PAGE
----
They do not facilitate a collaborative environment. Sure you can share folders and notes but this is very coarse-grained (not to mention a recipe for synchronisation errors). What if we could share particular objects of knowledge and their relationships and act on those as others change them? Mentat doesn’t do anything like this right now but its certainly an aim.
They do not fit me. They don’t work the way I want to work. This is a classic problem for all programmers. Being able to code means you can scratch any itch you like. It is also a curse because you keep wanting to scratch itches that you probably shouldn’t. This particular itch has been with me for over 20 years (this is at least my 4th attempt to solve this problem) so I guess I can claim I am justified on this one. While it may fit no-one else, Mentat will fit me!
A number of straws broke the camels back to set me off on building Mentat. They were the three, in some senses quite trivial, workflows that chafed a lot. The first was my ASPECT cards. I built these in Adobe InDesign using its ‘Data Merge’ facility. This takes a template representing a card and merges data from a CSV to create a set of card fronts or card backs. It’s pretty cool.
But the information that goes on those cards does not properly live in a CSV file. I tried many approaches to representing it. A structured note in Evernote, AirTable, linked thoughts in TheBrain. Nothing worked. In many cases, the problem got worse when I wanted to get updated questions or different sets of questions into a new CSV file.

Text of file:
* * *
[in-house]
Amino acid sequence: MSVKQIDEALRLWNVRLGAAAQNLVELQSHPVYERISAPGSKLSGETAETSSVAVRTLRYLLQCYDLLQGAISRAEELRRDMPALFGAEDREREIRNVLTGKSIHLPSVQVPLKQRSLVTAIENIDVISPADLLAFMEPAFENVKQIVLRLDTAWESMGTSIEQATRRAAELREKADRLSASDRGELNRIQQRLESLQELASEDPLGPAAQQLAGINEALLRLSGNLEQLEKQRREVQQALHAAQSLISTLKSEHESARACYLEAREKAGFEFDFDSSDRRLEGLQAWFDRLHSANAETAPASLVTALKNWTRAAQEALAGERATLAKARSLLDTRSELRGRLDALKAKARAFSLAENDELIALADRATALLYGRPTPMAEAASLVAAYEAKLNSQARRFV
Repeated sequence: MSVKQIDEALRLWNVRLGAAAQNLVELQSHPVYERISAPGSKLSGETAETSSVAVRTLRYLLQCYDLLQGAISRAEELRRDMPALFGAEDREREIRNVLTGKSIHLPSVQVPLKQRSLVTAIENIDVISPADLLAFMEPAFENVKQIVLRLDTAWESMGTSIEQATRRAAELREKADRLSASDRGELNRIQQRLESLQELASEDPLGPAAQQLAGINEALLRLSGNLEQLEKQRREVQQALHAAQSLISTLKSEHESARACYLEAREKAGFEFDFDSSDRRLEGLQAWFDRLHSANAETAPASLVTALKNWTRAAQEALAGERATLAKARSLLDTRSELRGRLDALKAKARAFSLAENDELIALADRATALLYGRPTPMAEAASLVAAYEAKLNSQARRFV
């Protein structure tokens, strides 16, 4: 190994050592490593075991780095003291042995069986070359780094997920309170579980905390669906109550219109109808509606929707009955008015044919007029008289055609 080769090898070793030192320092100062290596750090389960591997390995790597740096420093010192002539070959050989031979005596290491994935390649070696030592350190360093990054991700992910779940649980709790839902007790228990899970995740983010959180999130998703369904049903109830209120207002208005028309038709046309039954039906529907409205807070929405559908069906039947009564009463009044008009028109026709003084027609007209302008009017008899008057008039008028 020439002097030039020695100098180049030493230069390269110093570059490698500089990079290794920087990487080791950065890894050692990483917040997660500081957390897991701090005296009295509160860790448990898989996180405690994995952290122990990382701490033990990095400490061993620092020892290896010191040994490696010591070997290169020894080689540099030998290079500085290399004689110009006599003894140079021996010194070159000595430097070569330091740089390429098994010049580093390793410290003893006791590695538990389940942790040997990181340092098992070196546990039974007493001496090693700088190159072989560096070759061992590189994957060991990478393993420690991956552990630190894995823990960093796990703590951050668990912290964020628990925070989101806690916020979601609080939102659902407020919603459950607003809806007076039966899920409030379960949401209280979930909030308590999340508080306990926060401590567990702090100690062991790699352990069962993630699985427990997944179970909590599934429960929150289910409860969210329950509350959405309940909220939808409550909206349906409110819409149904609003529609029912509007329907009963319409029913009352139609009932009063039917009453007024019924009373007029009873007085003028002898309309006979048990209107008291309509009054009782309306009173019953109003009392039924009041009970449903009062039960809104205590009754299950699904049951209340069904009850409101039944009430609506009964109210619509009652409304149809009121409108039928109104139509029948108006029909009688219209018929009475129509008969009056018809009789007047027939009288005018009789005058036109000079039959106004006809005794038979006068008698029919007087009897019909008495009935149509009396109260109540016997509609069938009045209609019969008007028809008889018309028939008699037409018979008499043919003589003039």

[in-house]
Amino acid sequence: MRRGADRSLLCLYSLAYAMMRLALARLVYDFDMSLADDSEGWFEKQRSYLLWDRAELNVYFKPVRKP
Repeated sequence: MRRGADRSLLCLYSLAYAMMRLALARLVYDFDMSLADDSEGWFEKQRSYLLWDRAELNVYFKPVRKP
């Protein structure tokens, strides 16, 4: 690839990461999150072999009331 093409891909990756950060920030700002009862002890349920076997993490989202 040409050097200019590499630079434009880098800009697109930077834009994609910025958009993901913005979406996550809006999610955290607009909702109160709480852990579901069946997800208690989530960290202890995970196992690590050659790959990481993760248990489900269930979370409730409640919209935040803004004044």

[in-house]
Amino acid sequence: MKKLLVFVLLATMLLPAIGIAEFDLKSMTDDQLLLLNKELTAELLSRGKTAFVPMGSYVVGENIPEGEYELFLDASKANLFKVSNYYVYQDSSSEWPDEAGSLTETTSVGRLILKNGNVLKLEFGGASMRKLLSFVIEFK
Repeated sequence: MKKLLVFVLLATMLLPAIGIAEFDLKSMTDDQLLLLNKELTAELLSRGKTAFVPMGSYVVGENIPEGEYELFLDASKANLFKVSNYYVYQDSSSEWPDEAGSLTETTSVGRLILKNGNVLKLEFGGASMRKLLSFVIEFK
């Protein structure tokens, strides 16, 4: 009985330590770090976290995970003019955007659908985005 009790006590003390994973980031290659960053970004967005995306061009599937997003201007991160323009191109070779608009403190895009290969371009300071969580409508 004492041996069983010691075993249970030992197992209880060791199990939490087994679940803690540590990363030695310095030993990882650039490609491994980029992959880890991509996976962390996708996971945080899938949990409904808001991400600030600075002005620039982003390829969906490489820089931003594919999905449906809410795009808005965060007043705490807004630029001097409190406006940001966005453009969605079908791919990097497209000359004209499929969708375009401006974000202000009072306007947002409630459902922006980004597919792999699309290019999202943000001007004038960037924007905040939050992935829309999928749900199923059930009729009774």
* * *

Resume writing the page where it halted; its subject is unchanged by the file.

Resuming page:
The second problem was my database of quotations. I have collected quotations over many years and ended up storing them in a big note in Evernote. I could have broken them up into separate notes and tagged them but it always felt clunky to do so. Even properly organised though, Evernote didn’t let me do anything with them. At the end of the day, the only thing I can do is copy and paste somewhere else.
Lastly I collect questions generally. I want to make sets of these and turn them into “packages of knowledge”. No tool I could find would allow me to represent a ‘package of knowledge’ with questions, concepts, answers, systems, theories and so forth. Nor would they let me share these in any meaningful way.
Mentat started life to answer these three use-cases along with many others that came out of the woodwork once it became a “real” application and I could start playing with what I had made.